Tag Archives: Travel

A weekend in London – What would I do?

I lived in London for 7.5 years and I became a true Londoner in this period of time. Since I have been living in Singapore for the last 2.5 years, I sometimes miss London, and whenever I have a chance to go to London, it is a great opportunity for me to get into my old routine for a few days.

What would I do in a weekend in London?

London, the capital, is a place where new ideas are generated so it is a place to visit museums, shows, restaurants but, most importantly, bookstores. You will not get any night life advice here.

In a typical weekend, I would start my day walking to Marylebone: this is my London centre since I lived in Bickenhall Street for 3.5 years.


Marylebone is a very special place for me as I have a lot of memories of every single corner of it, and my first visit would be Daunt Bookstore on Marylebone.


Technology is evolving and many argue that books will be history, since a lot of people have already shifted to e-books. Daunt Bookstore definitely fights quite strongly against this idea.

It is a great place for me to spend a couple of hours. It is an Edwardian bookstore with long oak galleries. This bookstore specialises in travel books, but there are other sections such as history and literature. I love to look through its travel books, but I would always buy a history, politics or economics book over a travel book. Since this is my first stop early in the morning, I won’t buy any books but I decide on what to buy on my return.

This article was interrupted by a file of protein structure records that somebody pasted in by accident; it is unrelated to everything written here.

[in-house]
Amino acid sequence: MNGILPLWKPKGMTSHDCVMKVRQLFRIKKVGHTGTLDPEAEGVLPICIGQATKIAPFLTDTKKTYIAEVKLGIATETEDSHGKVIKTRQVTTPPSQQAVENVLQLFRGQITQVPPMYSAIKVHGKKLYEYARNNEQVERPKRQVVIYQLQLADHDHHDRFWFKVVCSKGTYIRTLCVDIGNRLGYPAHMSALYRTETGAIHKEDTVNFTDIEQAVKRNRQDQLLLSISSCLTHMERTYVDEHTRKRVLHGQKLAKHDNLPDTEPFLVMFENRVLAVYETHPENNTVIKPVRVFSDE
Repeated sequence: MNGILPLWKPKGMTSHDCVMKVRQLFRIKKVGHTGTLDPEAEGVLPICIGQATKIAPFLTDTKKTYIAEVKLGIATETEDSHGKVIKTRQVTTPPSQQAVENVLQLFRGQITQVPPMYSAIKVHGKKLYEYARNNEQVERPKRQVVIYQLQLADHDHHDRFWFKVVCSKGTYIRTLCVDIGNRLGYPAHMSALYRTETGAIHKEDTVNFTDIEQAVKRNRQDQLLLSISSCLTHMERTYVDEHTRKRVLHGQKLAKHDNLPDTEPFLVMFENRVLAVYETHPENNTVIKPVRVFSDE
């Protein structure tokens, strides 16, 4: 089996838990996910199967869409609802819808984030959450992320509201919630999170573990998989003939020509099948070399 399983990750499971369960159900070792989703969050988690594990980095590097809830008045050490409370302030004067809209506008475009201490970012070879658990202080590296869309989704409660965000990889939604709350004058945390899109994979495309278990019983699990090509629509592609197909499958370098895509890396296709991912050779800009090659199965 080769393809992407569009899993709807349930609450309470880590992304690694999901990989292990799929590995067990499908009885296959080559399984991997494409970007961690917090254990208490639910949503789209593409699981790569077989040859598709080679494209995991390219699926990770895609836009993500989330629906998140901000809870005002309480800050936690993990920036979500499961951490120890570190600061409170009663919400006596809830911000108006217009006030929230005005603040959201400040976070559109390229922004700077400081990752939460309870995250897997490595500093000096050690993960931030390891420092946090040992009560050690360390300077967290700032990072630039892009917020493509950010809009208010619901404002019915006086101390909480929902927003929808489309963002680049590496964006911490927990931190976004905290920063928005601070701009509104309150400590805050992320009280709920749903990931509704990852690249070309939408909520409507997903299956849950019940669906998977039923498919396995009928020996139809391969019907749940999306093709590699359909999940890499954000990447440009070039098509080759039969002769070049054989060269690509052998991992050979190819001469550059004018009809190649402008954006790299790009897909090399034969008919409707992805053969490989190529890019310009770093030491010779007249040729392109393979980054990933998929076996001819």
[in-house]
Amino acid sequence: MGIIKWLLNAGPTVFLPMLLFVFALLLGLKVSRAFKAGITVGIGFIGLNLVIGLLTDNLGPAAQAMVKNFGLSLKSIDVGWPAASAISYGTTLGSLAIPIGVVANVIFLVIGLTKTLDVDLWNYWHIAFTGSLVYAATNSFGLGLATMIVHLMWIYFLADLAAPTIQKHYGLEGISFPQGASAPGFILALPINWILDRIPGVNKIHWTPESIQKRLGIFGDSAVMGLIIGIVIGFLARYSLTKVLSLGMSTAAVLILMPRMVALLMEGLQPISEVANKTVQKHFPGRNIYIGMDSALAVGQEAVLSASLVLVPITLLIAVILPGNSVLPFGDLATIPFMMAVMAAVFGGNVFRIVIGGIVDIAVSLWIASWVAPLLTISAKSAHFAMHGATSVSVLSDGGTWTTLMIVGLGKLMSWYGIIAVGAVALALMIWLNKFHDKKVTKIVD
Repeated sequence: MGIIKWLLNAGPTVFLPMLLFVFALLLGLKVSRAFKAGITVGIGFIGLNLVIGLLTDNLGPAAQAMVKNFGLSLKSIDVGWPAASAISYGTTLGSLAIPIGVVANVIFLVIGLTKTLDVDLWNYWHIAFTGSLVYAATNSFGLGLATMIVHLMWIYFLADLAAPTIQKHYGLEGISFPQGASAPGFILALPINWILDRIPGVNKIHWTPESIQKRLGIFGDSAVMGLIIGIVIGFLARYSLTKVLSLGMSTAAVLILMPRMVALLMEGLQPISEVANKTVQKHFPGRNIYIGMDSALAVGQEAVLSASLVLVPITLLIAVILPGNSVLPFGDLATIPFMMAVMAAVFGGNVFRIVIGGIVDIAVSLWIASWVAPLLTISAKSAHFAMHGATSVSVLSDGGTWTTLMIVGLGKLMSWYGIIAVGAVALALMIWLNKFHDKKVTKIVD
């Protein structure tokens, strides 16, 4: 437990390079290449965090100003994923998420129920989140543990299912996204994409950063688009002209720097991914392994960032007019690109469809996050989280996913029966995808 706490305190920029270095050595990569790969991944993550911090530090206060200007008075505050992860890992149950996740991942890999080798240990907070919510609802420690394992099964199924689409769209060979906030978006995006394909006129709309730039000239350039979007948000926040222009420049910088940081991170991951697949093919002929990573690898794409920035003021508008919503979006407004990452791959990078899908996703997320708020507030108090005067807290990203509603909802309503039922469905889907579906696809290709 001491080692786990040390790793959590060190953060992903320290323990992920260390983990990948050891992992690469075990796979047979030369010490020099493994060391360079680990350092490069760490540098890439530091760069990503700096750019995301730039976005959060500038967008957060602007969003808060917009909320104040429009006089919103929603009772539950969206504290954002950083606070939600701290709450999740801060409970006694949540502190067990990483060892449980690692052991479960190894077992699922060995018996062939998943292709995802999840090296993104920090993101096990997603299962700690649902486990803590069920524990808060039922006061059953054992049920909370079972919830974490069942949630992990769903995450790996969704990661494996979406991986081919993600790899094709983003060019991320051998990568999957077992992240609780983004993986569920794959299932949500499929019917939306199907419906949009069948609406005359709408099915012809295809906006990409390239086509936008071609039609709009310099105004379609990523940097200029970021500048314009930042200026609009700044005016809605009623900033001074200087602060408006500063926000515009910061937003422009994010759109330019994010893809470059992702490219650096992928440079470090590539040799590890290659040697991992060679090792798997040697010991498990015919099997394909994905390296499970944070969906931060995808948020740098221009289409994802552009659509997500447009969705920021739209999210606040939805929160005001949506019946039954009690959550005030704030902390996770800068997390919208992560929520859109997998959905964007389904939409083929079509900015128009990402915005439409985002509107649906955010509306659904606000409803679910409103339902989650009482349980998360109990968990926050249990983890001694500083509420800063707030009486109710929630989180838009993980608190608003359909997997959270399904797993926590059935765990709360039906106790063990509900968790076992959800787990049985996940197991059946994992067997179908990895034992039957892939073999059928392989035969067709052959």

Now the long walk to Hampstead starts.

I cross the Marylebone Road and reach Regent’s Park, where I spent many of my early mornings and late nights. Through Regent’s Park, I reach Prince Albert Road and then I continue to walk towards Hampstead. The nonstop walk will take about an hour to reach beautiful Hampstead Heath.


My stop would be at The Wells, a gastropub, by Hampstead Heath. It is a family friendly pub with an evolving menu. I would stop here for an hour or two before heading back to Marylebone to buy the books that I decided to buy earlier.


I find a lot of similarities between Marylebone and Hampstead Heath. A boutique cinema chain (Everyman) and my favourite bookstore Daunt Books are only two of them. I feel both have distinct characteristics, not like Chelsea, and they are both true London boroughs.


The time would hit 4–5 pm now and I would have to go and leave my books and maybe rest a bit. I have a lot of favourite restaurants in London, and I would prefer Big Easy on Kings Road, Alounak in Westbourne Grove or a new London restaurant recommended by a friend.

If I could a squeeze in a theatre at night, that’s perfect. Sometimes it is quite difficult, but I would definitely try.

The walk should take about 17–18 km that day. In other words, around 35,000 steps. Not too bad! And thank God that London is flat.

I would wake up as early as possible on my second and final day in London. I would try to go to Trafalgar and Covent Garden, to walk without any aim. Then I would walk to Parliament and would cross Waterloo Bridge.